AARP calls passage of bill historic

AARP calls passage of bill historic AARP is pleased to see the United States Senate join the United States House of Representatives in passing the most comprehensive benefit enhancement to Medicare in 38 years.

"Today is truly an historic day for the health security of the American people" said William Novelli, CEO of AARP. "For the first time since 1965, Medicare has been expanded to provide important prescription drug coverage and financial relief for millions of older and disabled Americans and their families.

AARP thanks Members of Congress from both sides of the aisle, AARP members and all those who worked tirelessly to make this day possible. We should all take special incomes, as well as those with high drug costs. In addition, the bill will provide some additional relief to millions more in Medicare and also provide preventive care, chronic disease management and other measures to improve health care."

The benefit will provide all of the 122,283 beneficiaries in South Dakota with access to a Medicare prescription drug benefit � for the first time in the history of the Medicare program � beginning in January 2006. The most generous part of the bill will go to those under the greatest financial hardship.

South Dakotas 37,314 beneficiaries who have limited saving and low incomes generally below 135 percent of poverty, ($12,123 for individuals and $16,232 for couples in 2003) will pay no premium for their prescription drug coverage. and they will be responsible for a nominal co-payment (no more than $2 for generic drugs or $5 for brand name drugs).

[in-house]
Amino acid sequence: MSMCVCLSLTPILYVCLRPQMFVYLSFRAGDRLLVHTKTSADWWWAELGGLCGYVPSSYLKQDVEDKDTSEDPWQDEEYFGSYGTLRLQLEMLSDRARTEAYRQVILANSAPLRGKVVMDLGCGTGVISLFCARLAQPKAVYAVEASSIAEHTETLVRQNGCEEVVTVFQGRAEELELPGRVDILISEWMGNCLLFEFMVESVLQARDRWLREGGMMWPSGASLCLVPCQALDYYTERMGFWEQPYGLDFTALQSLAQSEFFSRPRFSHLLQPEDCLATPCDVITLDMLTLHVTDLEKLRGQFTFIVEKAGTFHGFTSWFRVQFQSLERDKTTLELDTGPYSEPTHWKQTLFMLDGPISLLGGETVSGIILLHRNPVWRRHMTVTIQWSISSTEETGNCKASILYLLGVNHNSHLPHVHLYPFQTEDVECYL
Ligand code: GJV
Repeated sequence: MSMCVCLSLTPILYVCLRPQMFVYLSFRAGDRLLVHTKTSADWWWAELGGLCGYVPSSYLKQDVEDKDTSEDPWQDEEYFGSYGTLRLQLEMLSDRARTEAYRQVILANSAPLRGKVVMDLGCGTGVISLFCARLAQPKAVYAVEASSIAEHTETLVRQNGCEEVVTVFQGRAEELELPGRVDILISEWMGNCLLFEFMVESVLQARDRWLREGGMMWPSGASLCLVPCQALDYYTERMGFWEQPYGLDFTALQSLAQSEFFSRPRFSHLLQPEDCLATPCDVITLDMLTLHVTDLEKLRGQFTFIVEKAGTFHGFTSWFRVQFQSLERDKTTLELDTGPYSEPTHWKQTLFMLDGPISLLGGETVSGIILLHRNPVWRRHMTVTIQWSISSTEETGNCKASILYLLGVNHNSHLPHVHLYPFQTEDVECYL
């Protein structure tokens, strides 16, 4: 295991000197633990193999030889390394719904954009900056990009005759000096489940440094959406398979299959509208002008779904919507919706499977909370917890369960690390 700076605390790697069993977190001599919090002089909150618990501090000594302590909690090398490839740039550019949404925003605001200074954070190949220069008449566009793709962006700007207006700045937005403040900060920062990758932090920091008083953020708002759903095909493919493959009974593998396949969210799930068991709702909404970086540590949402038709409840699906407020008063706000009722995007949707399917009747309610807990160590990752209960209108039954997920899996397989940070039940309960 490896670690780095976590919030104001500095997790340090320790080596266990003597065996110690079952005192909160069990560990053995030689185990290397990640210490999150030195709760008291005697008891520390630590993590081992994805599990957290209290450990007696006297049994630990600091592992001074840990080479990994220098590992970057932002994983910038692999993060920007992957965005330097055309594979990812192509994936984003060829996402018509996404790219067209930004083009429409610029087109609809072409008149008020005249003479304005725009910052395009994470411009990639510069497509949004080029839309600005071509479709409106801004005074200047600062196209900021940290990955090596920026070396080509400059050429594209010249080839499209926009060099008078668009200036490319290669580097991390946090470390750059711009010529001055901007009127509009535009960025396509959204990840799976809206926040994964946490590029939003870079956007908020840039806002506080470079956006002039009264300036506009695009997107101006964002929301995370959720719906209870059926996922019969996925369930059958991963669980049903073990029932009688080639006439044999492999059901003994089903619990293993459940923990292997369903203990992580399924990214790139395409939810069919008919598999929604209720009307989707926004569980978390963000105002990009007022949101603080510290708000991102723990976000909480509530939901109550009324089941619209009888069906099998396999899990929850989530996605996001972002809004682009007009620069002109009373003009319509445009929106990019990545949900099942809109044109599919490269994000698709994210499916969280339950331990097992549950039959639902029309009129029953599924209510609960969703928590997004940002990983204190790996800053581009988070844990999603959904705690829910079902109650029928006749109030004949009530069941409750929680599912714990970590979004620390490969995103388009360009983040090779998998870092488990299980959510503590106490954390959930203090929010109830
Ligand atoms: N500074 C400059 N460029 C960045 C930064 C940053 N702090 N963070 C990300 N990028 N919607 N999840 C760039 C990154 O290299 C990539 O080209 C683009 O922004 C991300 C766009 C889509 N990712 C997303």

In addition, the state's is 10,411 low-income beneficiaries with limited savings and incomes below 150 percent of poverty ($13,470 for individuals and $18,180 for couples in 2003) will qualify for reduced premiums, a $50 deductible, 15 percent coinsurance, and no gaps in coverage.

"Prescription drug accessibility and affordability has been the number one public policy priority for AARP nationally and for our members in South Dakota," Sam Wilson, said AARP South Dakota associate state director for advocacy. "Medicare has served an important purpose over the last 38 years, in concert with Social Security, to keep our nation's older citizens free from the poverty that generations before them felt in their later years. This bill reaffirms that mission by focusing the benefit toward those whose financial security is most threatened by their prescription drug needs.

As soon as the president puts pen to paper, AARP will dedicate itself to educating our members on this new voluntary benefit. While we have worked extensively to get the job done this year, there is no doubt that we will be a watchdog for members and non-members alike to make sure that these new provisions truly do improve the lives of Medicare beneficiaries and serve to strengthen the underlying bedrock of the Medicare program."

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